Some good news though - according to verse 11 there were some from those tribes of fallen Israel who did come down to Jerusalem to partake of the passover feast. We see a problem, however, in verses 17-19. Of those that came to observe the passover feast, some were defiled. In accordance with a similar incident back in Moses' day in Numbers 9:6 (see notes), Hezekiah gave special consideration to these willing participants.
So...how did it all go? There's your answer in verse 20, "And the LORD hearkened to Hezekiah, and healed the people." As a matter of fact, the people were so blessed, the feast was extended an additional seven days (verse 23) and King Hezekiah provided more sacrifices. Notice verse 26, "So there was great joy in Jerusalem: for since the time of Solomon the son of David king of Israel there was not the like in Jerusalem." Participants from both the Southern Kingdom of Judah and the Northern Kingdom of Israel were worshipping the one true God as in days of old. It was a blessed event.
Hezekiah organizes the priests (II Chronicles 31)
1 Now when all this was finished, all Israel that were present went out to the cities of Judah, and brake the images in pieces, and cut down the groves, and threw down the high places and the altars out of all Judah and Benjamin, in Ephraim also and Manasseh, until they had utterly destroyed them all. Then all the children of Israel returned, every man to his possession, into their own cities.
2 And Hezekiah appointed the courses of the priests and the Levites after their courses, every man according to his service, the priests and Levites for burnt offerings and for peace offerings, to minister, and to give thanks, and to praise in the gates of the tents of the LORD.
3 He appointed also the king’s portion of his substance for the burnt offerings, to wit, for the morning and evening burnt offerings, and the burnt offerings for the sabbaths, and for the new moons, and for the set feasts, as it is written in the law of the LORD.
4 Moreover he commanded the people that dwelt in Jerusalem to give the portion of the priests and the Levites, that they might be encouraged in the law of the LORD.
5 And as soon as the commandment came abroad, the children of Israel brought in abundance the firstfruits of corn, wine, and oil, and honey, and of all the increase of the field; and the tithe of all things brought they in abundantly.
6 And concerning the children of Israel and Judah, that dwelt in the cities of Judah, they also brought in the tithe of oxen and sheep, and the tithe of holy things which were consecrated unto the LORD their God, and laid them by heaps.
7 In the third month they began to lay the foundation of the heaps, and finished them in the seventh month.
8 And when Hezekiah and the princes came and saw the heaps, they blessed the LORD, and his people Israel.
9 Then Hezekiah questioned with the priests and the Levites concerning the heaps.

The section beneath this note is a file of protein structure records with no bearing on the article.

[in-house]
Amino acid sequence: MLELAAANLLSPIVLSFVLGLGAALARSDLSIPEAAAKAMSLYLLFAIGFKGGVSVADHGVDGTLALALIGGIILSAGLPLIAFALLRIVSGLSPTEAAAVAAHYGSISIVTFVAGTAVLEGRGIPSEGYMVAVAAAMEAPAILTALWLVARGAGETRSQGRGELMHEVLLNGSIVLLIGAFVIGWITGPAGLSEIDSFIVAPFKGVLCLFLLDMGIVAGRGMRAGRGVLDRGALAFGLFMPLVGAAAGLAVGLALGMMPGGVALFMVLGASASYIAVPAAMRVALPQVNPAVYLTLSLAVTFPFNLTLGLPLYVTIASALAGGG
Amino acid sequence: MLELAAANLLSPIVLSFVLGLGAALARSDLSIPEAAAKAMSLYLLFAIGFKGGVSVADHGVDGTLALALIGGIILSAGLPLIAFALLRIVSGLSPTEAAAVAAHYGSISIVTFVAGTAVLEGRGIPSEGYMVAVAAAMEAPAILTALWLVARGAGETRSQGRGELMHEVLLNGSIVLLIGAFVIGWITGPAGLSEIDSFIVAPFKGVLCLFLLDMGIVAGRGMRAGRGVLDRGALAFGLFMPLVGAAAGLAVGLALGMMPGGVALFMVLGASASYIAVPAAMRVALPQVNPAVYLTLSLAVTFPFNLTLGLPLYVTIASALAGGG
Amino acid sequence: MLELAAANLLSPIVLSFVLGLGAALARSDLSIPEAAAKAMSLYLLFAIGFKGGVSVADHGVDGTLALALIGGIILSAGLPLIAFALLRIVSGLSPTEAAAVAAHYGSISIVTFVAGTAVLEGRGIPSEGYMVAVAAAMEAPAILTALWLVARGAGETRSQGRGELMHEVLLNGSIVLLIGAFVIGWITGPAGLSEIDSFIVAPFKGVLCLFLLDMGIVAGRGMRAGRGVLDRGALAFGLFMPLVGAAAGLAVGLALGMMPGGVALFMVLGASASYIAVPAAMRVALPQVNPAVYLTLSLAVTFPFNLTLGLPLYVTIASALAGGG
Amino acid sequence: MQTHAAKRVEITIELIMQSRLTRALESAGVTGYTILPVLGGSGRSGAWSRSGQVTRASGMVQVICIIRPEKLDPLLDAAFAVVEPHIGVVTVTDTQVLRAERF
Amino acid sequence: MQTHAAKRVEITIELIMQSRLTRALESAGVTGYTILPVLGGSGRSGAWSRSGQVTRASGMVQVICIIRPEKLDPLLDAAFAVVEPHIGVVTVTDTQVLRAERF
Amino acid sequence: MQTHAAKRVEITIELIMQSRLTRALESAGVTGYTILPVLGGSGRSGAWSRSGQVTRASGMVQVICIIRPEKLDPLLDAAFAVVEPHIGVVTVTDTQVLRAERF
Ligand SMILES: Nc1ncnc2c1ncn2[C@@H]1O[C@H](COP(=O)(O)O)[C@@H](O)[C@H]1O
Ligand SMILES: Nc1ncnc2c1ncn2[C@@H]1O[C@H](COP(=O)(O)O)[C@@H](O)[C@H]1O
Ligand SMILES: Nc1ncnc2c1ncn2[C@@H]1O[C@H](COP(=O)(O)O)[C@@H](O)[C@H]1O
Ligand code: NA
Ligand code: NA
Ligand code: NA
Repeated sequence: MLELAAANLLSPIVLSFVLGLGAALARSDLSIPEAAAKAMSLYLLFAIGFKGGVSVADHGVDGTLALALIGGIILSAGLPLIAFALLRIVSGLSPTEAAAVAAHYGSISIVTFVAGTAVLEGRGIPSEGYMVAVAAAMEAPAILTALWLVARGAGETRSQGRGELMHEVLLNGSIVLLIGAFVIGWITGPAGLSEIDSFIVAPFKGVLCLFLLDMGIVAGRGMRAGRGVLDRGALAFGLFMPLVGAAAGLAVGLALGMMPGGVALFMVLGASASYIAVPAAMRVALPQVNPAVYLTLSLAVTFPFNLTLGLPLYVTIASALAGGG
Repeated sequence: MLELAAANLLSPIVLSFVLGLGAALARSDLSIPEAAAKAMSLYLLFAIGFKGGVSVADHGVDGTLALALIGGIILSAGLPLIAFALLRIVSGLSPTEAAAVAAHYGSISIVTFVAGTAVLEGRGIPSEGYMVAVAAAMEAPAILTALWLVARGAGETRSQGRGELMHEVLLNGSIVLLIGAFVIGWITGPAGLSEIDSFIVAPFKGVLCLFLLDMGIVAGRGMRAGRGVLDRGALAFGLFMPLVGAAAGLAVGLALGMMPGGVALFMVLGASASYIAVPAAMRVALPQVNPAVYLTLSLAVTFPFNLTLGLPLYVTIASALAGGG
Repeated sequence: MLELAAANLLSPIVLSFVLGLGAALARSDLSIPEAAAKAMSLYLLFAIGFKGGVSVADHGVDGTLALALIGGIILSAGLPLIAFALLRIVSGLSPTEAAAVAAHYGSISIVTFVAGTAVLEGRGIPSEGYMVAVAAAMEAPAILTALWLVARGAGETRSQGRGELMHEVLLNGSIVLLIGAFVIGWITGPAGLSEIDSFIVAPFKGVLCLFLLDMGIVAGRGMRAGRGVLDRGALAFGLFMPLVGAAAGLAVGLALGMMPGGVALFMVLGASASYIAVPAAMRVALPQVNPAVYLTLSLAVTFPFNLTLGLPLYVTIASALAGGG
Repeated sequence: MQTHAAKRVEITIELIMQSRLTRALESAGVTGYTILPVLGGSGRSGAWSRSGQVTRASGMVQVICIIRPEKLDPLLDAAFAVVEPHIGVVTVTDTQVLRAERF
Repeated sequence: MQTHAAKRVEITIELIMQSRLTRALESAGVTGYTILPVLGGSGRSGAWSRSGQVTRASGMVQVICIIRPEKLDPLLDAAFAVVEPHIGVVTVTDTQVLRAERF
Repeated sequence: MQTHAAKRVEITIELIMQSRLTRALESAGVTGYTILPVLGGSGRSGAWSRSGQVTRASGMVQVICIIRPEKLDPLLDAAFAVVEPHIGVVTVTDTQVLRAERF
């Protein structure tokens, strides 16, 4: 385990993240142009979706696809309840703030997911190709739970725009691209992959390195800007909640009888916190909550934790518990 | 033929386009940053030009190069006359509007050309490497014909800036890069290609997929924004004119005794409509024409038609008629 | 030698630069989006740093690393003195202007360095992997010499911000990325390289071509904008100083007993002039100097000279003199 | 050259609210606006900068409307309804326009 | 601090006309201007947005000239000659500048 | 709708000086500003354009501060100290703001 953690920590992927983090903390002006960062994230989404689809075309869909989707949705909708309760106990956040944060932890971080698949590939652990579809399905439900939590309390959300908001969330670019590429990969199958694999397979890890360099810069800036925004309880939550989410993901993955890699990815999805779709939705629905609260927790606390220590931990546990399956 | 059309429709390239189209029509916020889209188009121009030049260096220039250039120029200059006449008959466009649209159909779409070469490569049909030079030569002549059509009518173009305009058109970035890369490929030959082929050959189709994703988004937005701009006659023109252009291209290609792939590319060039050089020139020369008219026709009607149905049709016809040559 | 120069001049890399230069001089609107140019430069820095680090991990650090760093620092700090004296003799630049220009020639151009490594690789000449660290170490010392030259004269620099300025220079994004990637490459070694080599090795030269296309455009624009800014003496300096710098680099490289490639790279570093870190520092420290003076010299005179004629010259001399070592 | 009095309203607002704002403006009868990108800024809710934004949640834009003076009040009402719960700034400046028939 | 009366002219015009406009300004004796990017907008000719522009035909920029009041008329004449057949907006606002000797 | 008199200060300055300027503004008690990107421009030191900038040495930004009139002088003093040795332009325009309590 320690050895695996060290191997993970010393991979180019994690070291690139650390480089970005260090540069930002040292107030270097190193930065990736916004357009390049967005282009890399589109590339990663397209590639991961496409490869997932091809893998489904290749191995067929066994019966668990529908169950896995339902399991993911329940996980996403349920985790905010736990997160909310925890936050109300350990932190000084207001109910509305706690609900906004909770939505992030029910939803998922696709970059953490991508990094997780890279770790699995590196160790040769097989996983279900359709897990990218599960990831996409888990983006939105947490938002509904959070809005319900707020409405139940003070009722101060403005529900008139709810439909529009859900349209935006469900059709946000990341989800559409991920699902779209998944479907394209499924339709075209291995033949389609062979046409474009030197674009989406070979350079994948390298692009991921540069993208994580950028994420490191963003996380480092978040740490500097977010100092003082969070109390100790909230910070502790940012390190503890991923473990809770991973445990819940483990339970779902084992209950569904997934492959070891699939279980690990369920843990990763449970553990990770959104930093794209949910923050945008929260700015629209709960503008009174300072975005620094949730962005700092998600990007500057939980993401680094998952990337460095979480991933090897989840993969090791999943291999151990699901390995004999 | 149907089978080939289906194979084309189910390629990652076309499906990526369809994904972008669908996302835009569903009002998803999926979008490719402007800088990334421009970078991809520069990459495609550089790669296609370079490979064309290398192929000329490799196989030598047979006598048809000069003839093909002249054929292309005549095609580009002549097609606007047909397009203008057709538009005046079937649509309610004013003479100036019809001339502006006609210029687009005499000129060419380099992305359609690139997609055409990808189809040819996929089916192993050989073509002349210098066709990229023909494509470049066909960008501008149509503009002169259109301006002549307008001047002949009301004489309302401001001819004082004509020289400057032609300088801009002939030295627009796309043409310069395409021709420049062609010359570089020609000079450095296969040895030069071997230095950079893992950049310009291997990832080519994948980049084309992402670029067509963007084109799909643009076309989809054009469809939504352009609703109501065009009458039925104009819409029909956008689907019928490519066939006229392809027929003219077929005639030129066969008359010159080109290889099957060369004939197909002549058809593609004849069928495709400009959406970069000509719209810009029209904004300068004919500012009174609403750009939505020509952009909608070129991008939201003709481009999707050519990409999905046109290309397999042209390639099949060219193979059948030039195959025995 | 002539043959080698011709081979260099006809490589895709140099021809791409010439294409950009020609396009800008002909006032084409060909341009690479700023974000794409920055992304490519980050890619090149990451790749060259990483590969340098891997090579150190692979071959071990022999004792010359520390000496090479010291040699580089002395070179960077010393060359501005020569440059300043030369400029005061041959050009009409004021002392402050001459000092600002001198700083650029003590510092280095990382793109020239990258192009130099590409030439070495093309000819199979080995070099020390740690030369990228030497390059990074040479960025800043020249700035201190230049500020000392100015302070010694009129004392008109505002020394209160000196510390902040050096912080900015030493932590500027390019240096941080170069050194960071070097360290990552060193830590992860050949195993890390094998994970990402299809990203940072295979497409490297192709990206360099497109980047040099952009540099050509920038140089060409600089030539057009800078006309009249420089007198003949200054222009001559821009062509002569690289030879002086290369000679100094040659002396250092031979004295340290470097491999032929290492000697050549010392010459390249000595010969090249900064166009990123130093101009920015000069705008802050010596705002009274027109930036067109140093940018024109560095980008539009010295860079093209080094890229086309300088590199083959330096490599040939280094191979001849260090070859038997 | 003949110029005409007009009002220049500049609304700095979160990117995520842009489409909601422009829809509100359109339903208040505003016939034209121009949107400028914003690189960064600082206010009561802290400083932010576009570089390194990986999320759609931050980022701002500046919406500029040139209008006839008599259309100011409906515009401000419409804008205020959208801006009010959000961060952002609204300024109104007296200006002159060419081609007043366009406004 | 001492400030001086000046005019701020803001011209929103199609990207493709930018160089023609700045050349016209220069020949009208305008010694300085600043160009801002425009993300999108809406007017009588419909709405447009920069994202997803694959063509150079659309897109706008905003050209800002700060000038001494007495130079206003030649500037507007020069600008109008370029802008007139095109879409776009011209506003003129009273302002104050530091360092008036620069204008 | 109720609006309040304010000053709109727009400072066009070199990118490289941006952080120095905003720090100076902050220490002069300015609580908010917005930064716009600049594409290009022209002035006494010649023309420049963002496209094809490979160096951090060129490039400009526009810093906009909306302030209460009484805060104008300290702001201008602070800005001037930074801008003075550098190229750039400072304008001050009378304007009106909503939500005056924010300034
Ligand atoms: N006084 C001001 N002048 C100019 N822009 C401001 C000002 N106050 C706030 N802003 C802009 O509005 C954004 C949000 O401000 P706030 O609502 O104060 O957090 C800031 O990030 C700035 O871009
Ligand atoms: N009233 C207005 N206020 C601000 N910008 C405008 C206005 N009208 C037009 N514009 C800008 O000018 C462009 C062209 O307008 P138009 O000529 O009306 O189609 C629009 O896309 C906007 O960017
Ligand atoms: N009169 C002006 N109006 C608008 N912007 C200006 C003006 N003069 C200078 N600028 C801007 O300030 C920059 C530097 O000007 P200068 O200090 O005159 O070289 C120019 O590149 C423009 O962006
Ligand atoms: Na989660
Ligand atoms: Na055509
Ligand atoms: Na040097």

10 And Azariah the chief priest of the house of Zadok answered him, and said, Since the people began to bring the offerings into the house of the LORD, we have had enough to eat, and have left plenty: for the LORD hath blessed his people; and that which is left is this great store.
11 Then Hezekiah commanded to prepare chambers in the house of the LORD; and they prepared them,
12 And brought in the offerings and the tithes and the dedicated things faithfully: over which Cononiah the Levite was ruler, and Shimei his brother was the next.
13 And Jehiel, and Azaziah, and Nahath, and Asahel, and Jerimoth, and Jozabad, and Eliel, and Ismachiah, and Mahath, and Benaiah, were overseers under the hand of Cononiah and Shimei his brother, at the commandment of Hezekiah the king, and Azariah the ruler of the house of God.
14 And Kore the son of Imnah the Levite, the porter toward the east, was over the freewill offerings of God, to distribute the oblations of the LORD, and the most holy things.
15 And next him were Eden, and Miniamin, and Jeshua, and Shemaiah, Amariah, and Shecaniah, in the cities of the priests, in their set office, to give to their brethren by courses, as well to the great as to the small:
16 Beside their genealogy of males, from three years old and upward, even unto every one that entereth into the house of the LORD, his daily portion for their service in their charges according to their courses;
17 Both to the genealogy of the priests by the house of their fathers, and the Levites from twenty years old and upward, in their charges by their courses;
18 And to the genealogy of all their little ones, their wives, and their sons, and their daughters, through all the congregation: for in their set office they sanctified themselves in holiness:
19 Also of the sons of Aaron the priests, which were in the fields of the suburbs of their cities, in every several city, the men that were expressed by name, to give portions to all the males among the priests, and to all that were reckoned by genealogies among the Levites.
20 And thus did Hezekiah throughout all Judah, and wrought that which was good and right and truth before the LORD his God.